I don't do a lot of pop culture posts on here, but David Letterman's retirement from the "Late Show" last night after 33 years (including 11 on "Late Night") was a poignant, generational moment for me. I was in high school when Dave first came on the air and can remember staying up late, sneaking downstairs to watch him (and occasionally getting busted for it). By the time I started college, Dave was mandatory viewing on campuses, and in dorm rooms and off-campus apartments. Back in the pre-internet days, getting together to watch television programs at other people's cribs was actually a thing.
What made him so identifiable was the instant, generational appeal. The Boomers and old fogies had Carson and Tonight...we had Letterman throwing shit off five story buildings, throwing himself against a wall wearing a velcro suit, the Alka-Seltzer suit, and of course stupid pet tricks, human tricks, top ten lists, and so on. From Chris Elliot to Larry Bud Melman, it was irreverent, smart, brilliant tv that fit the generational irony and malaise many of us felt in the 80's and 90's. And during the 90's, the best way to size up a person you just met was "Leno or Letterman?" The Dave people were my people.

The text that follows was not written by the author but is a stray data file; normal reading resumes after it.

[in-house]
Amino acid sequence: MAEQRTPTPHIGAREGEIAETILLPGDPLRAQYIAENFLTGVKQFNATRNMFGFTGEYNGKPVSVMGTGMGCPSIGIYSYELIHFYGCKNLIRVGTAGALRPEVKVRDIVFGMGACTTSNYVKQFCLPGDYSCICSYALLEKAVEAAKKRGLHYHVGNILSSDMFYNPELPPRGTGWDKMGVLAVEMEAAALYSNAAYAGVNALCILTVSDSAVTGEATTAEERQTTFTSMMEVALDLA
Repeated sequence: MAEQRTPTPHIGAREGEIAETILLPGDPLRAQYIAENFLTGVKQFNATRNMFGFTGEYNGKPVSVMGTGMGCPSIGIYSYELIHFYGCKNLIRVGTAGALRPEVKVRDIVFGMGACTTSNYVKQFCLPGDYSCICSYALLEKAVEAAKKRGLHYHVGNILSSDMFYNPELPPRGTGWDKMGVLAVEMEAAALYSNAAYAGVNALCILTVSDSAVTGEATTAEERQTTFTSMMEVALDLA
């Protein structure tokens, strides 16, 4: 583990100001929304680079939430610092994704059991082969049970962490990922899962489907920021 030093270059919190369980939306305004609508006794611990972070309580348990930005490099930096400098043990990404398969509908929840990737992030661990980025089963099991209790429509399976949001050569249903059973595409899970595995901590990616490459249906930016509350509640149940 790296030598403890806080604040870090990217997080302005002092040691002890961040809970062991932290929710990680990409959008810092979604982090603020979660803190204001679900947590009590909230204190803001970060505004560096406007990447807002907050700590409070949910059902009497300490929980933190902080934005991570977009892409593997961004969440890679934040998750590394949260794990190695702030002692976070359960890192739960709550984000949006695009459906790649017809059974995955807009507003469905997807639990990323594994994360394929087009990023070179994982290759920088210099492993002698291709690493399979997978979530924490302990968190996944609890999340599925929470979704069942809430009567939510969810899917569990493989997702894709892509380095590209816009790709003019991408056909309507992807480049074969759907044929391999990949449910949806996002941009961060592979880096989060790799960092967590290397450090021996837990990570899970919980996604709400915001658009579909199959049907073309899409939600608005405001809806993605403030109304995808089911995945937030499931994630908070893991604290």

Like others, you get older, have kids, and late night t.v. becomes a luxury rather than a lifestyle. I didn't watch it as much I used to the past 10 years or so, and the late night landscape looks way different today than it did back in my high school 80's era. But I catch various shows online or via social media when I can, and while I'm more Conan O'Brien and Jimmy Kimmel, than Jimmy Fallon (or "Lonnie Donegan" as Dave called him once), I need to check out Seth Meyers, and am looking forward to Stephen Colbert's debut in the fall.
But really, there will never be another Letterman. Last night's show was pitch-perfect, lacking in the self-importance and weepiness of Carson or Leno's retirement. It was a Dave-fest through and through..."by the way ladies and gentlemen, this stuff in lieu of entertainment."